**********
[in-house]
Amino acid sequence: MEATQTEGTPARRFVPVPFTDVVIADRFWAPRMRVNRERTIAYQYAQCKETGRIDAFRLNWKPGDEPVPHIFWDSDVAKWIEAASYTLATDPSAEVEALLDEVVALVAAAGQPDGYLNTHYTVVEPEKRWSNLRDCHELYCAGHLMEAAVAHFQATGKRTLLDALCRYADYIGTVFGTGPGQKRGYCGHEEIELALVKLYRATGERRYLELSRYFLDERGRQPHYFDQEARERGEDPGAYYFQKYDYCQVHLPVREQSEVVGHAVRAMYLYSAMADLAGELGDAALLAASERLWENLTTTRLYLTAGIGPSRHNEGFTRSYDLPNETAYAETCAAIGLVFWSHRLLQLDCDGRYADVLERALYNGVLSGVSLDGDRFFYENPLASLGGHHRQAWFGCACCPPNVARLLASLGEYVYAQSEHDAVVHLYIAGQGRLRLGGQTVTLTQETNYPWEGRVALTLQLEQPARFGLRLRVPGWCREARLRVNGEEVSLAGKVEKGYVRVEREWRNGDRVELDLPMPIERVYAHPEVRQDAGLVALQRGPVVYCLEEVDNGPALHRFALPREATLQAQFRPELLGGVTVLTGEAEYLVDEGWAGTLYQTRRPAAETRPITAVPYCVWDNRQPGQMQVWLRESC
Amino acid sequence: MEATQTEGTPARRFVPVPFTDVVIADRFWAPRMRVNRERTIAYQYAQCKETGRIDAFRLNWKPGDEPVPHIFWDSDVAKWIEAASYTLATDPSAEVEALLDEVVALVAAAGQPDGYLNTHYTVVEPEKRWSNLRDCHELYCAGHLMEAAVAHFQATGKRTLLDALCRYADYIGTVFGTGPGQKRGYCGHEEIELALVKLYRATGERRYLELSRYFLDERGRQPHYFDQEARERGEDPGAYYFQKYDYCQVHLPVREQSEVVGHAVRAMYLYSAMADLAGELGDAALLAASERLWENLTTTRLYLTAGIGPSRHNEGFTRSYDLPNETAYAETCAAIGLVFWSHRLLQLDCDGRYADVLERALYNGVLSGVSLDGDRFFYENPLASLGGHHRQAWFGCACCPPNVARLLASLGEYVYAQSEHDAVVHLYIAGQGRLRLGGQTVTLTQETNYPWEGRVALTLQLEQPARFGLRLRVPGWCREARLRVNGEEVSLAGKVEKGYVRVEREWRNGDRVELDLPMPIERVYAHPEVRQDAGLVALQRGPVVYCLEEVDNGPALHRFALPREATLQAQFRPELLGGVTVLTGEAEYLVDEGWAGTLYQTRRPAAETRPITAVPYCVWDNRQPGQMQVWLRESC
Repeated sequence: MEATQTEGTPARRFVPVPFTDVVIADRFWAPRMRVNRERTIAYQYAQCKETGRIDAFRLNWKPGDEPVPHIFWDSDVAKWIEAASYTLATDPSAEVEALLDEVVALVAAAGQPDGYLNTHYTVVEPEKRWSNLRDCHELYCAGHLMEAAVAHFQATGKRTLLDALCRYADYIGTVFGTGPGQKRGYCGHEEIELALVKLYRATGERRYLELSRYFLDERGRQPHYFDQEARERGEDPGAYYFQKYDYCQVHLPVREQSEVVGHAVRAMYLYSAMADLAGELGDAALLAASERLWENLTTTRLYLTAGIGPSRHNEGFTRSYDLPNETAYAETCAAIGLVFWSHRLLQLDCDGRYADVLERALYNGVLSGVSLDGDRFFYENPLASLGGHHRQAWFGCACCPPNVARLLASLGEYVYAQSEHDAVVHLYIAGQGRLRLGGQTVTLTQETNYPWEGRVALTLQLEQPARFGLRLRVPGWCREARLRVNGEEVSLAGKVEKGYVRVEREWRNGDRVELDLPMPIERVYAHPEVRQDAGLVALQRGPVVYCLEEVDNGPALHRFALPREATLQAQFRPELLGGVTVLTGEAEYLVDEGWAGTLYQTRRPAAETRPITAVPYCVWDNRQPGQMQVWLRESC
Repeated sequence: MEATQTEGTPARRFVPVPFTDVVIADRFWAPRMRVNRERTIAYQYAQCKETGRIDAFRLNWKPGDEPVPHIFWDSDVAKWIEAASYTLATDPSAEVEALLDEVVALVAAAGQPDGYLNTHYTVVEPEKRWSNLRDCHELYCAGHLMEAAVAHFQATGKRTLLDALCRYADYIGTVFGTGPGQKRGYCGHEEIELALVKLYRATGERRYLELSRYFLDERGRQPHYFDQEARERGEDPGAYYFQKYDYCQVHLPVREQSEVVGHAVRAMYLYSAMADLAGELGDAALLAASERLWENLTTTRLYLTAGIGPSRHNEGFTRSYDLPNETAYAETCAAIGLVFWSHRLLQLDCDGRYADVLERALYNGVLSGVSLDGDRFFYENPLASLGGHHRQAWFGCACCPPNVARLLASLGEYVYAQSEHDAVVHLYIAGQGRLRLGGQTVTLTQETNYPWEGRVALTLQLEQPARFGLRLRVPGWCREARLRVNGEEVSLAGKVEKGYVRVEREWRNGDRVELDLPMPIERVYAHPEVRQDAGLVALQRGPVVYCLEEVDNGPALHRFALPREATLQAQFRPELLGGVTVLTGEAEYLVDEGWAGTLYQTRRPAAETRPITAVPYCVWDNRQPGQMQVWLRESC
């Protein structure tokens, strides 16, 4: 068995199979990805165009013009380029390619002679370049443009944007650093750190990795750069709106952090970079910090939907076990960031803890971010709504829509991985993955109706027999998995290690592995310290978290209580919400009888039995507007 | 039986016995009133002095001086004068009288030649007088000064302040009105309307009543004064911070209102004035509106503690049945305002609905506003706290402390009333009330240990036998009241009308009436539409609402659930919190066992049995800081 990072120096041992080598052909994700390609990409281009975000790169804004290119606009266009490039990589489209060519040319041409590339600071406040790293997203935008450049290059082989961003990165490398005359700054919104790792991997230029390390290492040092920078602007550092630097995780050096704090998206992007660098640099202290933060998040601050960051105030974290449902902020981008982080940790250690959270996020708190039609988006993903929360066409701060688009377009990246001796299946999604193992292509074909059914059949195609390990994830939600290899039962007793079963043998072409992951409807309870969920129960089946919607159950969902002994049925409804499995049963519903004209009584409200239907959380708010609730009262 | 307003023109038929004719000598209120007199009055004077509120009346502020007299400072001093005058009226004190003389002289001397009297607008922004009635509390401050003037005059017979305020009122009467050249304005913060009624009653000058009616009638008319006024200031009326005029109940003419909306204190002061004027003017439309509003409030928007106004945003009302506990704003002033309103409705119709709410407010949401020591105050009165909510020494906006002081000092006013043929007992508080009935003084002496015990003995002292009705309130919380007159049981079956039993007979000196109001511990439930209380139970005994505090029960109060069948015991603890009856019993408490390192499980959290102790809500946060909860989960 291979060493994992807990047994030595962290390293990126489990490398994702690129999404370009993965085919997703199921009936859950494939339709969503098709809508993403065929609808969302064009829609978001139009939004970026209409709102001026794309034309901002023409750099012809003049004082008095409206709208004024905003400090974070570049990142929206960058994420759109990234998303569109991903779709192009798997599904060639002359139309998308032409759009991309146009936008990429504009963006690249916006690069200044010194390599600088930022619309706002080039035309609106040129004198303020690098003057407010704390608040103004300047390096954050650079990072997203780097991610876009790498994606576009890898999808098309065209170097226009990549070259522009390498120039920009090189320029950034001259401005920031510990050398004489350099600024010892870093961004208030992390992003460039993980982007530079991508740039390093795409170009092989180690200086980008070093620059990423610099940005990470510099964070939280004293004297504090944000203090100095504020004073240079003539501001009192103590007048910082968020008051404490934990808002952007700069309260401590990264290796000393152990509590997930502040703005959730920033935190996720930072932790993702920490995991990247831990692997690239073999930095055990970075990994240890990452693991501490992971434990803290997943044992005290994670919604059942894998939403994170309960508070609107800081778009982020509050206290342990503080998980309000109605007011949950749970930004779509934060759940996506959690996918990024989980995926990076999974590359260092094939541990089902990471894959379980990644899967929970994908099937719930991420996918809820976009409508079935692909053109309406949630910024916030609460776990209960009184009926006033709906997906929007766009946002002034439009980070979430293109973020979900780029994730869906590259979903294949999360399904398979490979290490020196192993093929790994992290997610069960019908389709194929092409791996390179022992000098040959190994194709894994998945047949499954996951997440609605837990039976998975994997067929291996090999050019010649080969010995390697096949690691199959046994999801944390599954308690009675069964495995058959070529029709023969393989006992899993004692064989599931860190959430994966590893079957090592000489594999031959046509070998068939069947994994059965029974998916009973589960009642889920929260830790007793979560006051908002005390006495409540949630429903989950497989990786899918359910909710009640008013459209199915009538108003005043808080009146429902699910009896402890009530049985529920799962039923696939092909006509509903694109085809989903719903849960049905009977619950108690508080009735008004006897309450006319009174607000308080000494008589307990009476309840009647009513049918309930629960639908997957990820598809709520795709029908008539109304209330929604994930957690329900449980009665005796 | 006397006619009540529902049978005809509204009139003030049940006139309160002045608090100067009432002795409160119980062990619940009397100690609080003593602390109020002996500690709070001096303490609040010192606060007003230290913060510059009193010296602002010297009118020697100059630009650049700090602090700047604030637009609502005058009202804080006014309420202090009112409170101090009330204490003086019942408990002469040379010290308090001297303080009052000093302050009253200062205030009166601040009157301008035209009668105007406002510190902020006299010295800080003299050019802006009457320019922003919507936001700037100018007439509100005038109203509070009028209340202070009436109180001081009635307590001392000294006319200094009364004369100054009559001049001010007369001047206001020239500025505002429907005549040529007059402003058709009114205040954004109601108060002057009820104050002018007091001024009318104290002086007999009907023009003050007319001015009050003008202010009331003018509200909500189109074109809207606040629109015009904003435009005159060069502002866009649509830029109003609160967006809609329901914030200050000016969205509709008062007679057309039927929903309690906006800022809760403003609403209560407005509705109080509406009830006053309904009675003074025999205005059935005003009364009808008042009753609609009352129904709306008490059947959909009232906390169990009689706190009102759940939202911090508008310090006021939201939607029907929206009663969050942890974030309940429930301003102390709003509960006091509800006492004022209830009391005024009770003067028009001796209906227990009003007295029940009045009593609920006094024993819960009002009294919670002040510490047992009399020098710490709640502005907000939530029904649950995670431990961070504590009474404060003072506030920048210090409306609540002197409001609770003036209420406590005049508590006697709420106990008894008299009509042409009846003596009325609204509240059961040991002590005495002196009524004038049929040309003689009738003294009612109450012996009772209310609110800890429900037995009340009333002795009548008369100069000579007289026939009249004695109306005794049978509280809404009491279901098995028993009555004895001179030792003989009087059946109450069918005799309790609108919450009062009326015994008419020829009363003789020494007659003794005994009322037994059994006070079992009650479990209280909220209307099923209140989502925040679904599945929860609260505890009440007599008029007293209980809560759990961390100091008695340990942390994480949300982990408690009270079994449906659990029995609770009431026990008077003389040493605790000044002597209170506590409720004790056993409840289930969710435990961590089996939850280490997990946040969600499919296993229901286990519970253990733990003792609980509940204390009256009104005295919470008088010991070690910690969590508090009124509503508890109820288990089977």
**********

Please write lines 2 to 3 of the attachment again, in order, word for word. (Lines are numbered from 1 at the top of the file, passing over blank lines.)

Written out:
Amino acid sequence: MEATQTEGTPARRFVPVPFTDVVIADRFWAPRMRVNRERTIAYQYAQCKETGRIDAFRLNWKPGDEPVPHIFWDSDVAKWIEAASYTLATDPSAEVEALLDEVVALVAAAGQPDGYLNTHYTVVEPEKRWSNLRDCHELYCAGHLMEAAVAHFQATGKRTLLDALCRYADYIGTVFGTGPGQKRGYCGHEEIELALVKLYRATGERRYLELSRYFLDERGRQPHYFDQEARERGEDPGAYYFQKYDYCQVHLPVREQSEVVGHAVRAMYLYSAMADLAGELGDAALLAASERLWENLTTTRLYLTAGIGPSRHNEGFTRSYDLPNETAYAETCAAIGLVFWSHRLLQLDCDGRYADVLERALYNGVLSGVSLDGDRFFYENPLASLGGHHRQAWFGCACCPPNVARLLASLGEYVYAQSEHDAVVHLYIAGQGRLRLGGQTVTLTQETNYPWEGRVALTLQLEQPARFGLRLRVPGWCREARLRVNGEEVSLAGKVEKGYVRVEREWRNGDRVELDLPMPIERVYAHPEVRQDAGLVALQRGPVVYCLEEVDNGPALHRFALPREATLQAQFRPELLGGVTVLTGEAEYLVDEGWAGTLYQTRRPAAETRPITAVPYCVWDNRQPGQMQVWLRESC
Amino acid sequence: MEATQTEGTPARRFVPVPFTDVVIADRFWAPRMRVNRERTIAYQYAQCKETGRIDAFRLNWKPGDEPVPHIFWDSDVAKWIEAASYTLATDPSAEVEALLDEVVALVAAAGQPDGYLNTHYTVVEPEKRWSNLRDCHELYCAGHLMEAAVAHFQATGKRTLLDALCRYADYIGTVFGTGPGQKRGYCGHEEIELALVKLYRATGERRYLELSRYFLDERGRQPHYFDQEARERGEDPGAYYFQKYDYCQVHLPVREQSEVVGHAVRAMYLYSAMADLAGELGDAALLAASERLWENLTTTRLYLTAGIGPSRHNEGFTRSYDLPNETAYAETCAAIGLVFWSHRLLQLDCDGRYADVLERALYNGVLSGVSLDGDRFFYENPLASLGGHHRQAWFGCACCPPNVARLLASLGEYVYAQSEHDAVVHLYIAGQGRLRLGGQTVTLTQETNYPWEGRVALTLQLEQPARFGLRLRVPGWCREARLRVNGEEVSLAGKVEKGYVRVEREWRNGDRVELDLPMPIERVYAHPEVRQDAGLVALQRGPVVYCLEEVDNGPALHRFALPREATLQAQFRPELLGGVTVLTGEAEYLVDEGWAGTLYQTRRPAAETRPITAVPYCVWDNRQPGQMQVWLRESC